A feasibility study into artisan meat processing on Kangaroo Island is underway to assess how locally grown and processed red meat can feed the island.
The State Government has partnered with Livestock SA to commit almost $30,000 to appoint BDO EconSearch to conduct an independent feasibility study into artisan meat processing options on KI.
Federal Member for Mayo Rebekha Sharkie meanwhile has called on both the major parties to commit to a $6 million Federal Government loan so a private operator can upgrade the Normanville Abattoirs to an export standard facility.
Minister for Primary Industries and Regional Development, Tim Whetstone said the KI artisan processing study was an important step following positive public feedback to a discussion paper released late last year.
"The Marshall Liberal Government delivered on an election commitment to assess options for artisan meat processing on Kangaroo Island and we received overwhelming feedback there is strong demand for local livestock to be processed on the island," Mr Whetstone said.
"The feasibility study is to determine whether there is a clear path forward for small scale meat processing on Kangaroo Island, saving local farmers thousands of dollars.
"BDO EconSearch will consult with industry stakeholders, industry associations, Kangaroo Island Council, potential providers, butchers, restaurants and hotels located on the island."
Key things to be considered as part of the feasibility study for artisan meat processing on KI include: current distribution of meat and meat products, outlook for livestock production, current and future demand for locally produced meat and meat products and construction and operating costs of alternative meat processing facilities.
Minister Whetstone said the success of the initial consultation has led to calls from Fleurieu farmers, which have been advanced by Liberal Mayo candidate Georgina Downer, to be included in any consideration of local artisan meat production.
"In a separate but complementary process, my department will accept submissions from businesses, industry associations and local government on the Fleurieu Peninsula and elsewhere, and will assess those against the findings of the BDO Econsearch Kangaroo Island feasibility study, which is due to be finalised in May," said Minister Whetstone.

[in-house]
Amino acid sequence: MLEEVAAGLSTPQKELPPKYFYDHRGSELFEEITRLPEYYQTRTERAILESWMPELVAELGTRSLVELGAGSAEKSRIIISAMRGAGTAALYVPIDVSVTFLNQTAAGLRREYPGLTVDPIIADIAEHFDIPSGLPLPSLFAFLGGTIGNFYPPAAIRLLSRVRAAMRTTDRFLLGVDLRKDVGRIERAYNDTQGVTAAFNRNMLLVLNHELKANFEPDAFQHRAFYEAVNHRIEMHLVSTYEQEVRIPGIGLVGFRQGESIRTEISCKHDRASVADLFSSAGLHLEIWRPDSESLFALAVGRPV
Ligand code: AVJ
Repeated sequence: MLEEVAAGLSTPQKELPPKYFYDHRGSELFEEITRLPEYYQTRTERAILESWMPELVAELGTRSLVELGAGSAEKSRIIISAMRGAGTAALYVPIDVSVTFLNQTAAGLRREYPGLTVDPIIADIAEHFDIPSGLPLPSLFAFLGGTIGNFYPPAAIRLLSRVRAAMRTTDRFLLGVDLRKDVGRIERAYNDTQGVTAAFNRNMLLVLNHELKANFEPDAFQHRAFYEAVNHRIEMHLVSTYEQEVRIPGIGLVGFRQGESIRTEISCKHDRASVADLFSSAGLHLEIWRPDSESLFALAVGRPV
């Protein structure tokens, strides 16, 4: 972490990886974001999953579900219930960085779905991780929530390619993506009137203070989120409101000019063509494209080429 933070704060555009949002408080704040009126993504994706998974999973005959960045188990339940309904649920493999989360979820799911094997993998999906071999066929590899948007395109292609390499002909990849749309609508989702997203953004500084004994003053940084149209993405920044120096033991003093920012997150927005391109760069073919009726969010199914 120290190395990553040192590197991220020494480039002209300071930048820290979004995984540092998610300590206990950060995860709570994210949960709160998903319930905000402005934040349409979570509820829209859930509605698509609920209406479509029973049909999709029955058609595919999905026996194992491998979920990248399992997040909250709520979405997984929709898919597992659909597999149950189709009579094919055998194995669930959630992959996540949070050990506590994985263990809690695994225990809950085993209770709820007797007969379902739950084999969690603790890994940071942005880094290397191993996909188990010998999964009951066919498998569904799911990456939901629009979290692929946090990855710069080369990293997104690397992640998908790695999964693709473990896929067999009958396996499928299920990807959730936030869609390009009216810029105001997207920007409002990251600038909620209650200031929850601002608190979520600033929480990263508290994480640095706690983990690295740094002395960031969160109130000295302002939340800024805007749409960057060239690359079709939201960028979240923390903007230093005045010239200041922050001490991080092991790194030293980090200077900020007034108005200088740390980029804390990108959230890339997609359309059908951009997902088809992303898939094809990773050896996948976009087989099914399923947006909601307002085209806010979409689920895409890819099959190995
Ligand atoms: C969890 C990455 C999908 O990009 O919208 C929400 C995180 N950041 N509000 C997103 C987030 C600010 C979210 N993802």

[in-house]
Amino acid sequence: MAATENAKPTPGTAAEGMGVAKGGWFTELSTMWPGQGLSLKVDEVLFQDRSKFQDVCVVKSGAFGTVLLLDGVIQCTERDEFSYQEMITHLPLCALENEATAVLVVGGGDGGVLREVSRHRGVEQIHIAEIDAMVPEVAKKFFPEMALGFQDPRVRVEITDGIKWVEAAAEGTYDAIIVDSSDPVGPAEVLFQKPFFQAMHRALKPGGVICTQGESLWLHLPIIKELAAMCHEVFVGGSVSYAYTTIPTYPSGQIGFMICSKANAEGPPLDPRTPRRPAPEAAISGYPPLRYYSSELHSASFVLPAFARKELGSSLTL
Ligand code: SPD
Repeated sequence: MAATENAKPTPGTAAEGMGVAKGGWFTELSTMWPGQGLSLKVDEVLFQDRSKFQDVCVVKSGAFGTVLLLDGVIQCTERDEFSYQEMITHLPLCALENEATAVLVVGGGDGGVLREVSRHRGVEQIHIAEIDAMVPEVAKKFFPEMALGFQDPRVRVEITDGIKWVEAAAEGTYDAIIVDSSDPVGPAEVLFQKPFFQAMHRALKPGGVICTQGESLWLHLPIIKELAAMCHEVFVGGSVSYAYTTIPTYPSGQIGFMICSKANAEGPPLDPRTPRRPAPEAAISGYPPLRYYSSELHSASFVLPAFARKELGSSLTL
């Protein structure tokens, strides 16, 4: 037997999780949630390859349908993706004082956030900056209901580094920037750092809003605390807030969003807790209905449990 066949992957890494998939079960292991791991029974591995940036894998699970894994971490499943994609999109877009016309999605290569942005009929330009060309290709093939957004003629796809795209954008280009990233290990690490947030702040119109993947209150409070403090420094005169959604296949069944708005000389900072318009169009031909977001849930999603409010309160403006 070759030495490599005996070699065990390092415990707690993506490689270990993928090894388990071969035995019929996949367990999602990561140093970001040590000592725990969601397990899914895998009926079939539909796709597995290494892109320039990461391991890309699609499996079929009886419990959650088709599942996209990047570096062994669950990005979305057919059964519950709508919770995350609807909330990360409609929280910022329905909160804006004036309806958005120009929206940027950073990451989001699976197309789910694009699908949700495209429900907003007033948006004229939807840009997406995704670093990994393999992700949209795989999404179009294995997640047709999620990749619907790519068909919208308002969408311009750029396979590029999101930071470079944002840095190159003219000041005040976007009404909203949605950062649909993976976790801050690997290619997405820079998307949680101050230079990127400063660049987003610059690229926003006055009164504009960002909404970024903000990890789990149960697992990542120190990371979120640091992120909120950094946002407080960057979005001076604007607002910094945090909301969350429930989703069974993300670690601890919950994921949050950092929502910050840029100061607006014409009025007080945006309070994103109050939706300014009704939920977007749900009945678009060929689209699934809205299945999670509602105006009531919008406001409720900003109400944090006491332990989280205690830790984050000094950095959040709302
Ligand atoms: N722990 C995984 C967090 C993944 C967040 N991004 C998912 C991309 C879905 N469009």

Liberal candidate for Mayo, Georgina Downer said Kangaroo Island is well known for its high-quality produce, but without a meat processing facility on the island, producers must transport stock to an accredited mainland processor and back again as meat, which adds to production costs.
"I commend the Marshall Liberal Government and Livestock SA for working together to explore every option to restore commercially viable local processing of locally raised livestock on both Kangaroo Island and the Fleurieu," Ms Downer said.
Federal Member for Mayo Rebekha Sharkie has called on both the major parties to commit to a $6 million Federal Government loan so a private operator can upgrade the Normanville Abattoirs to an export standard facility.
Ms Sharkie made the call this week following a recent meeting with representatives Ternakan Kamran Exports (TKE), the Malaysian owners of the abattoir, and a further visit to the site.
Mr Sharkie said agriculture was one of the biggest economic drivers in the Yankalilla region and livestock production is the biggest contributor to that sector.
"Abattoir jobs are local jobs, secure jobs that will address employment issues in our community while also improving competition for our farmers on the Fleurieu and on Kangaroo Island," she said.
Ternakan Kamran (TK) is a Malaysian-based global company that has been operating since the 1920s.
Its SA-based arm, Ternakan Kamran Exports, bought the Normanville abattoir in 2015 and has spent the past three years developing a "rebuilding" proposal for the site.
The company has spent nearly $3 million on the $10 million proposal and is seeking government assistance for capital upgrades through grants or a loan.
If the project goes ahead, the rebuilt abattoir is expected to generate 30 full-time equivalent jobs in the first phase with an extra 30 FTE jobs after phase two.
Phase one of the project aims to upgrade the abattoir to process 5500 lambs, mutton and goats a week.